Last week, I went to Franz Kline: Coal & Steel. Abstract Expressionism is one of my favorite types of painting. Generally, I think of this movement being based around New York. But Franz Kline (1910-1962) was from Northeastern Pennsylvania.
Mahoning by Franz Kline, 1956. Oil and paper collage on canvas. 80 x 100 in. (203.2 x 254 cm). Image courtesy of The Franz Kline Estate via The Whitney Museum.
Kline was best know for his large scale minimalist paintings. The canvases were black and white, with large gestural brush strokes. I always imagined the works were influenced by Asian art – particularly Japanese calligraphy.
I also assumed that Kline was influenced by other abstract painters. However, curator Dr. Robert S. Mattison argues that these black and white paintings were influenced by Kline’s memories of Pennsylvania. Considering that Kline’s hometown of Wilkes-Barre was in the heart of coal country, I see this connection immediately.
Untitled by Franz Kline, 1957. Image courtesy of The Franz Kline Estate via the New York Times.
The large canvases have a gritty feeling. The stark contrast between the white and black give the idea of something being dirtied. Coal mining produces a layer of soot that covers everything. Mining towns in Pennsylvania were covered in layers of coal dust, and many miners died from black lung diseased (caused by breathing in large quantities of coal dust).
Architectural and industrial references can also be seen in this large abstract paintings. Kline studied as a draughtsman in London in the late 1930s. Knowing this, you can start to see simplified lines of buildings and other man-made landscapes. Above, I see a bridge running from left to right, supported by large pillars and support beams. This connection to architecture is further strengthened by examples of Kline’s earlier representation work.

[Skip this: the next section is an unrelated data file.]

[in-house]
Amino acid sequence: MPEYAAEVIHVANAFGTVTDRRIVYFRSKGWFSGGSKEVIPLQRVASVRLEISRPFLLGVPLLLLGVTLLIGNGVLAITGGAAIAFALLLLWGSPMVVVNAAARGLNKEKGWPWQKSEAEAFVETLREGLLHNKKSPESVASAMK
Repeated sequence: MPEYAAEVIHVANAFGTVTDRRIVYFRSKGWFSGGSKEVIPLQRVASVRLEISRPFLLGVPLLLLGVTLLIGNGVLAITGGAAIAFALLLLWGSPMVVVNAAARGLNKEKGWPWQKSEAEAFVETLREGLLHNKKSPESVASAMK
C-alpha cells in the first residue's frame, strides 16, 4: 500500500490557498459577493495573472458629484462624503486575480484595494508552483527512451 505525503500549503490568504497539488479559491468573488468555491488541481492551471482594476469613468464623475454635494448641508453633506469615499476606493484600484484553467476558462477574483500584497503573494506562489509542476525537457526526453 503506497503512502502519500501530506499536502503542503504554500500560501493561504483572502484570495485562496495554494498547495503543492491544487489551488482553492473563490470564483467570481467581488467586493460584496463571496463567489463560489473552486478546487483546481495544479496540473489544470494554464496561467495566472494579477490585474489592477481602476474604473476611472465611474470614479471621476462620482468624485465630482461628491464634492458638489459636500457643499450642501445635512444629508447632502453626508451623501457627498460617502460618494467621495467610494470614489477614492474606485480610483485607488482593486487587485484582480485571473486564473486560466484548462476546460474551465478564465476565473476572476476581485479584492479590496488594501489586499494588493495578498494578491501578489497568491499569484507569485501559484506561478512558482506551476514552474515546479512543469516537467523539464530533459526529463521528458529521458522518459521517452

Pennsylvania Landscape by Franz Kline, 1948. Image courtesy of The Morning Call.
Before Kline joined the Abstract Expressionist group that congregated in New York, he painted landscapes from Northeastern Pennsylvania. I grew up not far from this area, and these scenes are so familiar. Small towns, built with wood and steel, in a picturesque landscape. The natural environment is dotted with signs of man: telephone poles, cables, train tracks, and bridges. There are so many small towns, just like the picture above. They housed steel, coal, and textile workers. I’m not sure what these towns were like in Kline’s day, but they still echo a similar feeling. They’re isolated, a bit neglected, and now even poorer as the major industries that supported the towns have been outsourced.
Chatham Square by Franz Kline, 1948. Image courtesy of Wikipaintings.
Childhood memories definitely impact what you’re drawn to in the future. Even the painting of Chatham Square above looks like it could be a small town in Pennsylvania. An entrance to a factory or covered walkway leading to a train. It has the same sort of composition as so many “townscapes” in Pennsylvania, even though it was painting in New York.
The vertical orange shapes that make up the covered staircase and crisscrossed gray trellis underneath the bridge were painted so carefully. They seem to be replicated in more abstract forms in this later Untitled painting by Kline:
Untitled by Franz Kline, 1953. Image courtesy of Wikipaintings.
Chief Train by Franz Kline, 1942. Image courtesy of The Allentown Art Museum via Art & Coin TV
There seems to be a strong connection to all of Kline’s work, even though his style changed. Chief Train (above) shows a locomotive. Le Gros (below) seems to be a closeup for the train track, no?
Le Gros by Franz Kline, 1961. Image courtesy of Flickr